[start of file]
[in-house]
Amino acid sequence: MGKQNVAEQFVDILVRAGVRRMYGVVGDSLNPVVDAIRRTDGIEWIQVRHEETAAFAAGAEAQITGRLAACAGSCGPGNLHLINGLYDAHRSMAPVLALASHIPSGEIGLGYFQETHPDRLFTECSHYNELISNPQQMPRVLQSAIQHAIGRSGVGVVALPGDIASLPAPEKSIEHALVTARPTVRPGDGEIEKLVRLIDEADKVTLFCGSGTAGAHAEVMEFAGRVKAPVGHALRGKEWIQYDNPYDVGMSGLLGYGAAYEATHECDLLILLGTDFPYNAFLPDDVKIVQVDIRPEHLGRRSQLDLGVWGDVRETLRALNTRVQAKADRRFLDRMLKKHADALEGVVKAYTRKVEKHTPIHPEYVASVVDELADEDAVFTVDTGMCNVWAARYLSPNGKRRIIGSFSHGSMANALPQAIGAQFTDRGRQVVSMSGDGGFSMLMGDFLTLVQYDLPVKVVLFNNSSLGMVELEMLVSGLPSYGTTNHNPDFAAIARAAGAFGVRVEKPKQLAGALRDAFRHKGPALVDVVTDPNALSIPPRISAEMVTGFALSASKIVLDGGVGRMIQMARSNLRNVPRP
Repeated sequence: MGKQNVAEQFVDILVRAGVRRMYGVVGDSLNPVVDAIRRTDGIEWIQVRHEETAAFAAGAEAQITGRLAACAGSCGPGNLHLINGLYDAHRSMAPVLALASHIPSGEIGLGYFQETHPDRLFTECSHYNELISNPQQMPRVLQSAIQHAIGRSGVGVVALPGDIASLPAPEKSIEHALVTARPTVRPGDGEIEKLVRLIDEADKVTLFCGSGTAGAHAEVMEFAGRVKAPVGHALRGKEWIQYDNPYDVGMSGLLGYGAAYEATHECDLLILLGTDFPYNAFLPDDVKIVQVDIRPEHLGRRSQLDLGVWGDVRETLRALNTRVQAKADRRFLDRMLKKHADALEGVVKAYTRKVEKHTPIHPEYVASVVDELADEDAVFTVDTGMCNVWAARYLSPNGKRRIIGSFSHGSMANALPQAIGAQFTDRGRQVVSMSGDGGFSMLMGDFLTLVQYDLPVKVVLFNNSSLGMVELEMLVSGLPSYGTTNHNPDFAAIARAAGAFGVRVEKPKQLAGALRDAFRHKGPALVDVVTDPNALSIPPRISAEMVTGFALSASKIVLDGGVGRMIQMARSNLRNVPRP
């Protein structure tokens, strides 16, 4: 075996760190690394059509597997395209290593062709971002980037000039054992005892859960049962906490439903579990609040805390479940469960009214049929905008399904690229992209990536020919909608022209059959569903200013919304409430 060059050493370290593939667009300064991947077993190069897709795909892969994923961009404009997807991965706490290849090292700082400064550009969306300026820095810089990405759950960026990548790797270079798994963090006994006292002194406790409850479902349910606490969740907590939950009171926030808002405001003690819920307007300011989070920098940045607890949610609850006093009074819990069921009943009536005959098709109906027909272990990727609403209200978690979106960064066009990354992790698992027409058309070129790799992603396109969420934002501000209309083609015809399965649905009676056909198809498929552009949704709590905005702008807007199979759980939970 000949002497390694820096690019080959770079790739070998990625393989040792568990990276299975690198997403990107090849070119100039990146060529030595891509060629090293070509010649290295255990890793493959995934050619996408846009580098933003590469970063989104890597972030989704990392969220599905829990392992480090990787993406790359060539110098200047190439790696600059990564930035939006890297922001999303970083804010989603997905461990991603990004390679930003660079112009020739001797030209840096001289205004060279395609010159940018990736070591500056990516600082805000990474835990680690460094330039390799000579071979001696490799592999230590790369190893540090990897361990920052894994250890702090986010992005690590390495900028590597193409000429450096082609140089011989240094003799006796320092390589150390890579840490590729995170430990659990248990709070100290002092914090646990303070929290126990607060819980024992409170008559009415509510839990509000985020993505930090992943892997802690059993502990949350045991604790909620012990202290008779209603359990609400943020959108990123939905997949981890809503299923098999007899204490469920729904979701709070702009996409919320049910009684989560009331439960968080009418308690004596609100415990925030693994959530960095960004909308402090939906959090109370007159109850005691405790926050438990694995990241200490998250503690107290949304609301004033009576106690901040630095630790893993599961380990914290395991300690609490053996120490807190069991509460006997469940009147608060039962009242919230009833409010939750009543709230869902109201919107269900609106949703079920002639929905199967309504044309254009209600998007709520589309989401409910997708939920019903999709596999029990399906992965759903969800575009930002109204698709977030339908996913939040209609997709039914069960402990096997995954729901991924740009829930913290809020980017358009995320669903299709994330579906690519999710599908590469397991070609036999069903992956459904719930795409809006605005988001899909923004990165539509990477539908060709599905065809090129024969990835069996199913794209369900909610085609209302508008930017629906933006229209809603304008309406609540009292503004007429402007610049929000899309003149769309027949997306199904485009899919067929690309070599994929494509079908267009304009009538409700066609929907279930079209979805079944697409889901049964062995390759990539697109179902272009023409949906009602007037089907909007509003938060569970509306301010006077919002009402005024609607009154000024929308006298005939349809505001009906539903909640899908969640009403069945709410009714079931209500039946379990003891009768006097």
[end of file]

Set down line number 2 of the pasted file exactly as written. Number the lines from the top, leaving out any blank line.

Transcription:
Amino acid sequence: MGKQNVAEQFVDILVRAGVRRMYGVVGDSLNPVVDAIRRTDGIEWIQVRHEETAAFAAGAEAQITGRLAACAGSCGPGNLHLINGLYDAHRSMAPVLALASHIPSGEIGLGYFQETHPDRLFTECSHYNELISNPQQMPRVLQSAIQHAIGRSGVGVVALPGDIASLPAPEKSIEHALVTARPTVRPGDGEIEKLVRLIDEADKVTLFCGSGTAGAHAEVMEFAGRVKAPVGHALRGKEWIQYDNPYDVGMSGLLGYGAAYEATHECDLLILLGTDFPYNAFLPDDVKIVQVDIRPEHLGRRSQLDLGVWGDVRETLRALNTRVQAKADRRFLDRMLKKHADALEGVVKAYTRKVEKHTPIHPEYVASVVDELADEDAVFTVDTGMCNVWAARYLSPNGKRRIIGSFSHGSMANALPQAIGAQFTDRGRQVVSMSGDGGFSMLMGDFLTLVQYDLPVKVVLFNNSSLGMVELEMLVSGLPSYGTTNHNPDFAAIARAAGAFGVRVEKPKQLAGALRDAFRHKGPALVDVVTDPNALSIPPRISAEMVTGFALSASKIVLDGGVGRMIQMARSNLRNVPRP